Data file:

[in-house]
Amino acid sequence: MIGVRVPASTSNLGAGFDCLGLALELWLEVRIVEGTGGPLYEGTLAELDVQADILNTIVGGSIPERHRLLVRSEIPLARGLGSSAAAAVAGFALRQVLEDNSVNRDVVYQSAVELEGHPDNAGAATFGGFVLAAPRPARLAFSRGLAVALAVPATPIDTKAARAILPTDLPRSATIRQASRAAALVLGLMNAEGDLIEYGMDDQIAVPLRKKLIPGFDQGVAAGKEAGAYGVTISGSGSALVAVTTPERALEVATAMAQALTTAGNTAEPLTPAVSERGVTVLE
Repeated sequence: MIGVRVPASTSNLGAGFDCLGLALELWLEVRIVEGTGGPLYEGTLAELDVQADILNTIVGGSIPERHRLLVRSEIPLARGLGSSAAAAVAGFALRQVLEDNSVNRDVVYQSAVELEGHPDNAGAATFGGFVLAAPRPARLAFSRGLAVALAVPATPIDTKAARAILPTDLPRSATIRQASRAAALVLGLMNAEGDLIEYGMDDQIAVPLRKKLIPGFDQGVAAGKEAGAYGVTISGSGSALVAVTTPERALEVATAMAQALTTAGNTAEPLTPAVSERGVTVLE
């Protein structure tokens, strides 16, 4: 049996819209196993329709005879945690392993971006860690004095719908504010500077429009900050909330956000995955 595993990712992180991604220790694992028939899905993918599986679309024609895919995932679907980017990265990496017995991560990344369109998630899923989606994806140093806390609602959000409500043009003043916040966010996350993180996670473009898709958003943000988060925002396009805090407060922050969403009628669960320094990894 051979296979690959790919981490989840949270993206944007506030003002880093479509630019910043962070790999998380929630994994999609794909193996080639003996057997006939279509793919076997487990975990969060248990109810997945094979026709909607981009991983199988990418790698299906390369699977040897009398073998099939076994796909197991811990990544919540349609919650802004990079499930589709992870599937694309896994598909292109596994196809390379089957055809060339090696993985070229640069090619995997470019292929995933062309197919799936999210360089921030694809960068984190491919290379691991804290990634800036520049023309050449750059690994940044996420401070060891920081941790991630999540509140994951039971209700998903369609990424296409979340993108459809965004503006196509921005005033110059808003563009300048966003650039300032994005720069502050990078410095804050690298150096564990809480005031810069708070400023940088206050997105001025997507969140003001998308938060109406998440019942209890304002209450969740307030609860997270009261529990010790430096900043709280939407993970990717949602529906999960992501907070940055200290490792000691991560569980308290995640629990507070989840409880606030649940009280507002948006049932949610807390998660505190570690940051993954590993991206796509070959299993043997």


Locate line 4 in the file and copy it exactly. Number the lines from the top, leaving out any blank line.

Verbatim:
């Protein structure tokens, strides 16, 4: 049996819209196993329709005879945690392993971006860690004095719908504010500077429009900050909330956000995955 595993990712992180991604220790694992028939899905993918599986679309024609895919995932679907980017990265990496017995991560990344369109998630899923989606994806140093806390609602959000409500043009003043916040966010996350993180996670473009898709958003943000988060925002396009805090407060922050969403009628669960320094990894 051979296979690959790919981490989840949270993206944007506030003002880093479509630019910043962070790999998380929630994994999609794909193996080639003996057997006939279509793919076997487990975990969060248990109810997945094979026709909607981009991983199988990418790698299906390369699977040897009398073998099939076994796909197991811990990544919540349609919650802004990079499930589709992870599937694309896994598909292109596994196809390379089957055809060339090696993985070229640069090619995997470019292929995933062309197919799936999210360089921030694809960068984190491919290379691991804290990634800036520049023309050449750059690994940044996420401070060891920081941790991630999540509140994951039971209700998903369609990424296409979340993108459809965004503006196509921005005033110059808003563009300048966003650039300032994005720069502050990078410095804050690298150096564990809480005031810069708070400023940088206050997105001025997507969140003001998308938060109406998440019942209890304002209450969740307030609860997270009261529990010790430096900043709280939407993970990717949602529906999960992501907070940055200290490792000691991560569980308290995640629990507070989840409880606030649940009280507002948006049932949610807390998660505190570690940051993954590993991206796509070959299993043997």